Thanks to a vibrant ethnic mix, Vancouver’s dining scene offers a range of inexpensive and delicious options from around the world.
Eating on a budget in Vancouver doesn’t have to mean subsisting on McDonald’s–not when there’s affordable poutine, Lebanese, Cambodian, Vietnamese, Japanese, Greek, Indian and Chinese around every corner. Here are a few reliable picks for hungry penny-pinchers:
Canada’s favourite comfort food is sold in shops and at food stands all around the city. (But be warned: all poutine is not created equal and when it’s bad, it’s very bad.) Two of the most popular poutine shops are La Belle Patate and Fritz European Fry House. La Belle Patate offers over 20 kinds of poutine (like BBQ smoked meat poutine, hot dog poutine and breakfast poutine) and boasts that its Quebec-made cheese curds are never frozen and its gravy is vegetarian. Prices range from $5-12, or take on the all-you-can-eat offer for $25. At Fritz European Fry House, the offerings are more basic and start at $4.50 for a small poutine or $2.75 for an order of plain fries to which you can add one of over a dozen sauces.
For the cheapest of the cheap slices, check out 2001 Flavours, where regular slices are $1.50 each. Down the road at Goldies Pizza and Beer Lounge you can score a higher quality slice and a pint for $7, and at Megabite Pizza, a mediocre chain that has locations around the city and is especially popular with the post-bar crowd, groups can chow down on multiple large pizzas
and sides like cheesy bread or wings for just a few bucks each.
Izakaya is the Japanese version of tapas and is ideal for groups who want to share several items. The noisy, verging-on-chaotic Guu chain is generally recognized as the best purveyor of Izakaya in Vancouver. Sample from dozens of small plates all under $10. Try the sauteed duck breast with sweet miso sauce for $6.90, the $1.20 “Ganmo” deep fried tofu & vegetable ball, the grilled beef short rib with sweet garlic sauce for $5.80 or the pan fried udon with beef, mushroom, green onion, soy sauce and butter for just $7.50.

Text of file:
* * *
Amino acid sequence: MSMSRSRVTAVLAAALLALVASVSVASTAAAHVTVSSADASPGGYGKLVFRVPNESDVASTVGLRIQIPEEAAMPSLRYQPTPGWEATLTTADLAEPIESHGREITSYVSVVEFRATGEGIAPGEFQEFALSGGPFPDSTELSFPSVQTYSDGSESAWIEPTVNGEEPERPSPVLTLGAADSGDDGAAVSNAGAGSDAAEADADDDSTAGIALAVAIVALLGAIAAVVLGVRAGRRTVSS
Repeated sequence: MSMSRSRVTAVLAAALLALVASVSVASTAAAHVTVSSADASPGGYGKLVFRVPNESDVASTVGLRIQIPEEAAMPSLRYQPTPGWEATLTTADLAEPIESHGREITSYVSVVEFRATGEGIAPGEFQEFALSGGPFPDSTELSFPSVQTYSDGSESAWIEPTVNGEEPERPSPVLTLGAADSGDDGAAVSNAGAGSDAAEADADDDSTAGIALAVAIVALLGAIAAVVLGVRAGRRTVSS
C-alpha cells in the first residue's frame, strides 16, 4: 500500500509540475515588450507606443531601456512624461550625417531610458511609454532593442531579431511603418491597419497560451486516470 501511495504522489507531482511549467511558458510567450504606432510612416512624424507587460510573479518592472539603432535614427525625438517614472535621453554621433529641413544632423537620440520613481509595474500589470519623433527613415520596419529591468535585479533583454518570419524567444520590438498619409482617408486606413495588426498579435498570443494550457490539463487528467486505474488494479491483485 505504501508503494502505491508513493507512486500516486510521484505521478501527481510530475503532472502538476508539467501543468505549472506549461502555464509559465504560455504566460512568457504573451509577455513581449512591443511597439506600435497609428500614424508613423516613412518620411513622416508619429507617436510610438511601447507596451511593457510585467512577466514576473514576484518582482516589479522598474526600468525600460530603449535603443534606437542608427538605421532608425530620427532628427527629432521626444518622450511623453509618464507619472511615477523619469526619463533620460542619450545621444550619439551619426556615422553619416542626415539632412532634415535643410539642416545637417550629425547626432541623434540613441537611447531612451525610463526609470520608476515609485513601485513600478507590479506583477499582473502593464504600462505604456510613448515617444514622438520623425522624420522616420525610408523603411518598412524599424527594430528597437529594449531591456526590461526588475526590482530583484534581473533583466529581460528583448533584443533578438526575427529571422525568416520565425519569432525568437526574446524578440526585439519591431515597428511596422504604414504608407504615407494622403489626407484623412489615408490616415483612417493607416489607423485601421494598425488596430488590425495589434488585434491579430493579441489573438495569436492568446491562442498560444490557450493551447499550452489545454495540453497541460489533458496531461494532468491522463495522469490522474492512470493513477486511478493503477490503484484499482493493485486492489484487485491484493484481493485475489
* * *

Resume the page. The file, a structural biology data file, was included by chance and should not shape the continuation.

If your accommodation has a kitchen (or even a mini fridge and microwave) you can eat very well on a small budget in Vancouver. There are of 7-11-type corner stores for breakfast basics; specialized green grocers offering Asian, Indian and Middle Eastern staples; and plenty of Safeways and its more upscale cousins, Urban Fare, Choices, Capers and Whole Foods. Stock up on cheese, baked goods, dessert, sushi, and prepared foods like hummus and spreads, and enjoy a picnic or a meal in your room.
Thanks to its coastal location and the influence of Japanese immigrants, Vancouver offers some of the best, freshest and most affordable sushi around. There are hundreds of sushi restaurants to choose from, like Domo Sushi or Sushi Zero One where single pieces of sashimi are about a buck and maki rolls are $2-4 for basics like spicy tuna, California or Alaska rolls. The sushi menu tops out at $8-10 for “creative rolls” like BBQ eel, avocado, cream cheese and egg with wasabi tobiko or yellow tail, salmon, avocado and egg. Look for busy places to ensure the freshest fish and at least once, treat yourself to a more expensive and elegant sushi experience at a high-end resto like Yaletown’s Bluewater Cafe–there really is a difference between good sushi and merely good-enough.
Another inexpensive international option, Vietnamese subs will fill you up for under four bucks. You’ll find dozens of variations around the city, but most sandwiches are served on crispy baguette and include homemade meatballs, spicy tomato sauce, coriander, and shredded daikon, cucumber and carrots.
Vancouver doesn’t have a lot of food stands yet–licensing only began in earnest in 2010–but many of the ones in operation have a cult following. Some are only open weekdays and many close by early evening, so they’re ideal for a lunch on the go or a cheap late afternoon snack.
Don’t miss Japadog, offering delicious Japanese-style dogs topped with unusual condiments such as teriyaki, Japanese mayonnaise and mustard, seaweed, plum sauce, and onion for $4-7. The lines are long but move quickly.
For your seafood fix, head to Fresh Local Wild which is located at Granville and Robson and open from 11 am to 5 pm, serving up local, sustainable seafood options like fried oyster po’boys and fish and chips (plus elk burgers and poutine). Or try Cartel Taco, which offers a limited menu–they only serve free-range ribeye, free-range pork butt or organic tofu and mushroom tacos for $3 each, with discounts for buying more than one. Located at Burrard and Georgia, it’s open Monday through Friday from 11 am to 3 pm.
The market at Granville Island is a one-stop shopping paradise for budget travelers looking for tasty, fresh food. Sweet and savory pies, fresh bagels and deli sandwiches, grilled sausages and hot dogs, handmade pizza and pasta, Indian, Chinese, Greek and Polish: it’s all here. The market offers endless choices. There are more 50 permanent vendors and 100 rotating day vendors selling arts, crafts, souvenirs, and homemade goodies.